The report is available here. A backgrounder is available here.


"LCA approaches are integral to understand how buildings and the materials they are made of will impact GHG emissions.  However, there are still several uncertainties in the LCA process that building designers and policymakers need to be aware of and should be taking into consideration, especially with respect to the embodied biogenic carbon and biodiversity impacts of wood products."
Philip Gass, Senior Policy Advisor, IISD

"This study identifies serious gaps in the way we currently account for carbon emissions from building materials, particularly emissions from forestry products. Soil disturbance, conversion of old-growth primary forest and variable silvicultural success rates are potentially significant sources of carbon that current LCAs don't account for. We need to strengthen our metrics to make sure our strategies to reduce carbon from buildings hit their mark."
Dr. Jay Malcolm, Professor with University of Toronto Faculty of Forestry and member of the study's Advisory Committee

"It's clear that LCAs are an important tool, but they have their limitations as well. More work needs to be done to unpack some of the assumptions that go into them.  The study has a clear message for the building industry and for policy makers. We have to get the carbon accounting right, get the evidence that we need and put it to work on reducing Canada's greenhouse gas emissions."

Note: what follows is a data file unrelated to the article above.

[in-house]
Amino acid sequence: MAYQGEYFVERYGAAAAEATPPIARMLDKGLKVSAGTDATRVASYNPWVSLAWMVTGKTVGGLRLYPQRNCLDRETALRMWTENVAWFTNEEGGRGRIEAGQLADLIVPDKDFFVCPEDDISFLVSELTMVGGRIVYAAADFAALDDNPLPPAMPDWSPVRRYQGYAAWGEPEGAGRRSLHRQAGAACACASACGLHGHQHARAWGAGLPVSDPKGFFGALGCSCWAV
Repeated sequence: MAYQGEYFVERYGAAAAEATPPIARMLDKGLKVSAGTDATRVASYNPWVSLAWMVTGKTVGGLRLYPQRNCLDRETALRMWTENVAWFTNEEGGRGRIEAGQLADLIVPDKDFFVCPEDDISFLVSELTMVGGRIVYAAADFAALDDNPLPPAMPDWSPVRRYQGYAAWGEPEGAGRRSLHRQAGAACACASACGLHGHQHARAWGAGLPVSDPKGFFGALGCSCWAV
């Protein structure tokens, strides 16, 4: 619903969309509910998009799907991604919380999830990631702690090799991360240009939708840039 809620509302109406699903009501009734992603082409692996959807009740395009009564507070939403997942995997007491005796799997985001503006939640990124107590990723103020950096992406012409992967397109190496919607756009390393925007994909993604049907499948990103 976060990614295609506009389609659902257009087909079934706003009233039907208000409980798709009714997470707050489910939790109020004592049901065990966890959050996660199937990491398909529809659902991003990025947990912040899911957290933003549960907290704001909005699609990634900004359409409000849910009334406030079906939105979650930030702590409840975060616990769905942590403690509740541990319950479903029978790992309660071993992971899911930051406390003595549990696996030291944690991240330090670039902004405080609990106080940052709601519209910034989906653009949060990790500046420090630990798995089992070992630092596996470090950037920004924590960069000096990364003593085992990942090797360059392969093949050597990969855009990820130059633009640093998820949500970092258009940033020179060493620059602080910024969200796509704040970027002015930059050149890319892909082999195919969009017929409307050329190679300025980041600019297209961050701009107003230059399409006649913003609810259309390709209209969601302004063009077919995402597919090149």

Keith Brooks, Programs Director, Environmental Defence and member of the study's Advisory Committee

"This study demonstrates the importance of applying the best life-cycle evidence to policy decisions related to how Canada's public forests and products interact with our atmosphere. Forests are complex systems that belie simple assumptions about renewability and carbon neutrality. When it comes reducing carbon in buildings and infrastructure, our policy frameworks and choices ? including about how building materials are harvested, produced and used ? need to reflect a more rigorous assessment of climate impacts, or they may be flawed and counterproductive." 
Janet Sumner, Executive Director, CPAWS Wildlands League Advisor to Federal Minister of Environment and Climate Change

About the International Institute for Sustainable Development

The International Institute for Sustainable Development (IISD) is an independent think tank that delivers the knowledge to act. Our mission is to promote human development and environmental sustainability. Our big-picture view allows us to address the root causes of some of the greatest challenges facing our planet today ? ecological destruction, social exclusion, unfair laws and economic and social rules, a changing climate. With offices in Winnipeg, Geneva, Ottawa, Toronto and Beijing, our work impacts lives in nearly 100 countries.


SOURCE International Institute for Sustainable Development